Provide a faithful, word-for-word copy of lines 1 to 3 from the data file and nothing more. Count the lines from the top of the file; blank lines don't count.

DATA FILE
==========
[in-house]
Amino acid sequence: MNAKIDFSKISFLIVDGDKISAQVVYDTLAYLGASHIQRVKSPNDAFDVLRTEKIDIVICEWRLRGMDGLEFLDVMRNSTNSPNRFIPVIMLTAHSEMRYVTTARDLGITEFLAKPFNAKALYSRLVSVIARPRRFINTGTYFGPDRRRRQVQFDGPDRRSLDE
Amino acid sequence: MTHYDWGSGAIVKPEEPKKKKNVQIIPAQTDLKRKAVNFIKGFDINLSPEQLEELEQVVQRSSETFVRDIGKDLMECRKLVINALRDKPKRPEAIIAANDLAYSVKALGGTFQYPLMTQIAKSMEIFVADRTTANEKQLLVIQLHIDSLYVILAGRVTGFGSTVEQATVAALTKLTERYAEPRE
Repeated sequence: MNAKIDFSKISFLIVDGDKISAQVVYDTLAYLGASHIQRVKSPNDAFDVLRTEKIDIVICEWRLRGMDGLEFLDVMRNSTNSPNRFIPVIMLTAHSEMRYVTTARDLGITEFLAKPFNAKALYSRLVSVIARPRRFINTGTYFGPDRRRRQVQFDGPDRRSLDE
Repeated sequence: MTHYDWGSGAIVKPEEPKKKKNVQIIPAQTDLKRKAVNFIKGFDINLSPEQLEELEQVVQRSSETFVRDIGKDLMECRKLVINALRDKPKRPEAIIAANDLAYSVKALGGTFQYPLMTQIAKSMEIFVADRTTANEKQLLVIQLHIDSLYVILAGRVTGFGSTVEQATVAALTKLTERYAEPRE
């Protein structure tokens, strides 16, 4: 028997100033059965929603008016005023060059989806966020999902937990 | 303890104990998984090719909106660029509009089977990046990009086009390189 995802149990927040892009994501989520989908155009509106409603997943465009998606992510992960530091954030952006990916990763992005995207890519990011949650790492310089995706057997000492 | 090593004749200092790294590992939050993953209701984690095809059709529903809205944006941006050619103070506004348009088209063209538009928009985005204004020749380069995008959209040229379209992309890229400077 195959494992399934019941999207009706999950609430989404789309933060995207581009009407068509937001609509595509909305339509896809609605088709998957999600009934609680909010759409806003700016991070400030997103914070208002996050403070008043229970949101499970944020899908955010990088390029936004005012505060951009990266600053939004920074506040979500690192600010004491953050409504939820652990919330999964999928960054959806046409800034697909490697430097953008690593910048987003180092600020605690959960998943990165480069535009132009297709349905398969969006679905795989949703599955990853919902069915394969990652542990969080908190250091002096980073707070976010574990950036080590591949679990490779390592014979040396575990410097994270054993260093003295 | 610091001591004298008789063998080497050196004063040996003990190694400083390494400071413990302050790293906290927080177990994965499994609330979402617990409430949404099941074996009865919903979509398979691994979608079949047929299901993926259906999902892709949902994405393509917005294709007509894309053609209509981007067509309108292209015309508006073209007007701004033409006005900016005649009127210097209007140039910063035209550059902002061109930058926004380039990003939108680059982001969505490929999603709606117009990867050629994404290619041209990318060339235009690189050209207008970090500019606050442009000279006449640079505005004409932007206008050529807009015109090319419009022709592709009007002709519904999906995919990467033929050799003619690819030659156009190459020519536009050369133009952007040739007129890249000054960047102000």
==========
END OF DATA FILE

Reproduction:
[in-house]
Amino acid sequence: MNAKIDFSKISFLIVDGDKISAQVVYDTLAYLGASHIQRVKSPNDAFDVLRTEKIDIVICEWRLRGMDGLEFLDVMRNSTNSPNRFIPVIMLTAHSEMRYVTTARDLGITEFLAKPFNAKALYSRLVSVIARPRRFINTGTYFGPDRRRRQVQFDGPDRRSLDE
Amino acid sequence: MTHYDWGSGAIVKPEEPKKKKNVQIIPAQTDLKRKAVNFIKGFDINLSPEQLEELEQVVQRSSETFVRDIGKDLMECRKLVINALRDKPKRPEAIIAANDLAYSVKALGGTFQYPLMTQIAKSMEIFVADRTTANEKQLLVIQLHIDSLYVILAGRVTGFGSTVEQATVAALTKLTERYAEPRE